Sprint Says Business Case for 4G Is Growing


Sprint says its 4G service is improving apps that ran adequately at 3G speeds while opening up previously unattainable possibilities for businesses and organizations as diverse as a Chicago food bank and the Portland, Oregon Police Bureau.


Non-profits don’t often push the envelope with technology: They typically can’t afford
to. But the Greater Chicago Food Depository, the city’s food bank, was an early adopter
of Sprint 4G, the cellular company’s WiMAX broadband wireless service.

Sprint is rolling out the service to major centers across the U.S. in partnership with
Clearwire, with which it merged its 4G operations in 2008. The two companies use 802.16e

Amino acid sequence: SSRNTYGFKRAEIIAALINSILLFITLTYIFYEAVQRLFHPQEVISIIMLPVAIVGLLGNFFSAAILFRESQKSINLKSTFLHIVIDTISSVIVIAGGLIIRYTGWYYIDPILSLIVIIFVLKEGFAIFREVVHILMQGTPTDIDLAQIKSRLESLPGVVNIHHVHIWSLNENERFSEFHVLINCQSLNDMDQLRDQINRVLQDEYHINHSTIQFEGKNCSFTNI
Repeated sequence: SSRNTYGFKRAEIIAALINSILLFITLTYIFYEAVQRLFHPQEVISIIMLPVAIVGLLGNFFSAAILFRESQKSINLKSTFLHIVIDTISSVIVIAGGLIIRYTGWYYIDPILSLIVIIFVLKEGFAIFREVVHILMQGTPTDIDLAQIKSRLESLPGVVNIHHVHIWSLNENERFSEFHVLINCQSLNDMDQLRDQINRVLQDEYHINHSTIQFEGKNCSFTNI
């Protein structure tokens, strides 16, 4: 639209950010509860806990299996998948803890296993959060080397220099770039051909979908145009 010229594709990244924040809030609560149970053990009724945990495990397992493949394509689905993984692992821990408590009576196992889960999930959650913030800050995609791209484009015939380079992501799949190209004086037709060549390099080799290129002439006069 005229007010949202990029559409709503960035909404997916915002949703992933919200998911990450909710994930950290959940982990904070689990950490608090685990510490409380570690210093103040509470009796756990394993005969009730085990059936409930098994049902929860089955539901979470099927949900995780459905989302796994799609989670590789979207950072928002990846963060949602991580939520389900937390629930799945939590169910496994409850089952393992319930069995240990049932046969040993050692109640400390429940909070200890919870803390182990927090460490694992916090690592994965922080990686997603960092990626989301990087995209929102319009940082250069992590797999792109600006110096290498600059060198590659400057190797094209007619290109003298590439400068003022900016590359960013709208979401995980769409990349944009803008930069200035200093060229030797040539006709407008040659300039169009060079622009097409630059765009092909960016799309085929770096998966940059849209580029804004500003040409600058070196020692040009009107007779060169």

mobile WiMAX technology in the licensed 2.5 MHz band. They were in 27 markets as of late
February, including New York, Houston, Boston and Washington, D.C.

The Food Depository was an early customer in Chicago a year ago. It has now equipped
14 of its laptop-toting mobile workers with Sprint 4G cards, which deliver average
download speeds of between 3 and 4 megabits per second (Mbps), according to third-party
reports.

Read “Sprint Touts the 4G Advantage” at Wi-Fi Planet

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